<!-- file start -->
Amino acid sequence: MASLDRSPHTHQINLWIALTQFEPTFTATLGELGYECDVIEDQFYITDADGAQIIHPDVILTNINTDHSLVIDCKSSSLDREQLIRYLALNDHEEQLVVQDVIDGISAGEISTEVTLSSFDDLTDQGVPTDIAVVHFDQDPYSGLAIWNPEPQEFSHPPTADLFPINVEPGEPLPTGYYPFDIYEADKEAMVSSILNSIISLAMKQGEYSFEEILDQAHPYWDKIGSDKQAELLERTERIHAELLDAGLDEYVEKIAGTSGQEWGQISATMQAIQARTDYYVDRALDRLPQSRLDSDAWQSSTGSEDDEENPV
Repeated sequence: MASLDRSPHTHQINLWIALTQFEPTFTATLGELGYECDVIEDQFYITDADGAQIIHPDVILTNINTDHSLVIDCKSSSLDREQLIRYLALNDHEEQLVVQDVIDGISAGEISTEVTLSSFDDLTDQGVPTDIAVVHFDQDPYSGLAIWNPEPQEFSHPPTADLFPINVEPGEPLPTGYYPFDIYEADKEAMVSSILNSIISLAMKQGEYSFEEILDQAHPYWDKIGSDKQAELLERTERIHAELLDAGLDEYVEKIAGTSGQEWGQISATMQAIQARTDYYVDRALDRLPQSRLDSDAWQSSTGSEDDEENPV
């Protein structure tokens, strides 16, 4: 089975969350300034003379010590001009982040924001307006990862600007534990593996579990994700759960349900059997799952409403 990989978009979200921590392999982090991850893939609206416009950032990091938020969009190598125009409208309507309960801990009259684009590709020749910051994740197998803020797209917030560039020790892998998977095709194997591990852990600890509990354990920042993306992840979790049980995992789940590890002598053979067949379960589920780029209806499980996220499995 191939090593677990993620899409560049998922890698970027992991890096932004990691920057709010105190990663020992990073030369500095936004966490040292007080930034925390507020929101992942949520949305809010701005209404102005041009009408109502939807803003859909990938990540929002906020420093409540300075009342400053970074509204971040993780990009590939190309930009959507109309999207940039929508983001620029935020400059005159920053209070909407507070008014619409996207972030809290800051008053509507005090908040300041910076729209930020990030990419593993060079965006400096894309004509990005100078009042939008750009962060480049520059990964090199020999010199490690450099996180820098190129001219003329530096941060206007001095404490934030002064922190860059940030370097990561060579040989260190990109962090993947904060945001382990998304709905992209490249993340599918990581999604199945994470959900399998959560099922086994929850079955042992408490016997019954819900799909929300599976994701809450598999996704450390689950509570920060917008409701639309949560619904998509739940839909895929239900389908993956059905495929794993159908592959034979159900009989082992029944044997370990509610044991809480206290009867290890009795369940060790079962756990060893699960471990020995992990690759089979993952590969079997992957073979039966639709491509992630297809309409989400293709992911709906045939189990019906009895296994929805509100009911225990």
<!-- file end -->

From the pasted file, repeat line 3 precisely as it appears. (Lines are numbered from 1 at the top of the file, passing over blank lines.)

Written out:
């Protein structure tokens, strides 16, 4: 089975969350300034003379010590001009982040924001307006990862600007534990593996579990994700759960349900059997799952409403 990989978009979200921590392999982090991850893939609206416009950032990091938020969009190598125009409208309507309960801990009259684009590709020749910051994740197998803020797209917030560039020790892998998977095709194997591990852990600890509990354990920042993306992840979790049980995992789940590890002598053979067949379960589920780029209806499980996220499995 191939090593677990993620899409560049998922890698970027992991890096932004990691920057709010105190990663020992990073030369500095936004966490040292007080930034925390507020929101992942949520949305809010701005209404102005041009009408109502939807803003859909990938990540929002906020420093409540300075009342400053970074509204971040993780990009590939190309930009959507109309999207940039929508983001620029935020400059005159920053209070909407507070008014619409996207972030809290800051008053509507005090908040300041910076729209930020990030990419593993060079965006400096894309004509990005100078009042939008750009962060480049520059990964090199020999010199490690450099996180820098190129001219003329530096941060206007001095404490934030002064922190860059940030370097990561060579040989260190990109962090993947904060945001382990998304709905992209490249993340599918990581999604199945994470959900399998959560099922086994929850079955042992408490016997019954819900799909929300599976994701809450598999996704450390689950509570920060917008409701639309949560619904998509739940839909895929239900389908993956059905495929794993159908592959034979159900009989082992029944044997370990509610044991809480206290009867290890009795369940060790079962756990060893699960471990020995992990690759089979993952590969079997992957073979039966639709491509992630297809309409989400293709992911709906045939189990019906009895296994929805509100009911225990």